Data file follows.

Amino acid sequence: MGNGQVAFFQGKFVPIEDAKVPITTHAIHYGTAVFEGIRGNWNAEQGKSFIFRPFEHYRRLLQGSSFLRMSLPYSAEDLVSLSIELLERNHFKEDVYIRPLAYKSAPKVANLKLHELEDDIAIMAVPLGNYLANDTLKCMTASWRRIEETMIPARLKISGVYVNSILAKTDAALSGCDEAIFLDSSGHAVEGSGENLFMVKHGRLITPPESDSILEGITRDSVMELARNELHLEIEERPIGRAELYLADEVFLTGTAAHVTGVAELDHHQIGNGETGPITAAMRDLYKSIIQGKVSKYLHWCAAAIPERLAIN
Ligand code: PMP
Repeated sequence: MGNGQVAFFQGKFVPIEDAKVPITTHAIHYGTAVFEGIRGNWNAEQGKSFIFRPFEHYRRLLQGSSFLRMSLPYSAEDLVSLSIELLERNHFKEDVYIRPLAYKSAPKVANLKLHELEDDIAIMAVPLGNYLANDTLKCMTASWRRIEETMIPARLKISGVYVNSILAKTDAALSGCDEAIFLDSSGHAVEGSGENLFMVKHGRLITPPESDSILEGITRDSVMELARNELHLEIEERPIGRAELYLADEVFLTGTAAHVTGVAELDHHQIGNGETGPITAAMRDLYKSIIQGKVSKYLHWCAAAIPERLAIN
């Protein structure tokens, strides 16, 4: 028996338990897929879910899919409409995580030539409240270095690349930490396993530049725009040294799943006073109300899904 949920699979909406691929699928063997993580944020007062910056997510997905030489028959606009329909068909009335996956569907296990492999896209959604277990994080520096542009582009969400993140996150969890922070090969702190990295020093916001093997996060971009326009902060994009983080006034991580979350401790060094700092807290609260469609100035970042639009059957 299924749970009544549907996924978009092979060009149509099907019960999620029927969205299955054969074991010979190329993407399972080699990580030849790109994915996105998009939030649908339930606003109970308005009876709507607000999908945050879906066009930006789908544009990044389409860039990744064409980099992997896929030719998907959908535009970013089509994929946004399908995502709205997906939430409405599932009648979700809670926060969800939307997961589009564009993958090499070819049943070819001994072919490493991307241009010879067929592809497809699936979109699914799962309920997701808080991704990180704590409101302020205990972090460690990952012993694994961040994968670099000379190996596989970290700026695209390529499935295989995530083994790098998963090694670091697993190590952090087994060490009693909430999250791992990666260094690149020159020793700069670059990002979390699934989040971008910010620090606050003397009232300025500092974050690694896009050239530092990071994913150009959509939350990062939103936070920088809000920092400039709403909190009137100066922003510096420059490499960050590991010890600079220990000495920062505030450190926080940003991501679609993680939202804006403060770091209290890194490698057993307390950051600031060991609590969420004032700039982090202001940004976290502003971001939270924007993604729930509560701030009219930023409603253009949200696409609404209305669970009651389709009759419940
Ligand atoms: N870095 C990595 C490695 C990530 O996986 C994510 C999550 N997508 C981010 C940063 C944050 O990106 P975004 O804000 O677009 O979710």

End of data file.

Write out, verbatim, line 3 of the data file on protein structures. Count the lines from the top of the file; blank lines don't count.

Repeated sequence: MGNGQVAFFQGKFVPIEDAKVPITTHAIHYGTAVFEGIRGNWNAEQGKSFIFRPFEHYRRLLQGSSFLRMSLPYSAEDLVSLSIELLERNHFKEDVYIRPLAYKSAPKVANLKLHELEDDIAIMAVPLGNYLANDTLKCMTASWRRIEETMIPARLKISGVYVNSILAKTDAALSGCDEAIFLDSSGHAVEGSGENLFMVKHGRLITPPESDSILEGITRDSVMELARNELHLEIEERPIGRAELYLADEVFLTGTAAHVTGVAELDHHQIGNGETGPITAAMRDLYKSIIQGKVSKYLHWCAAAIPERLAIN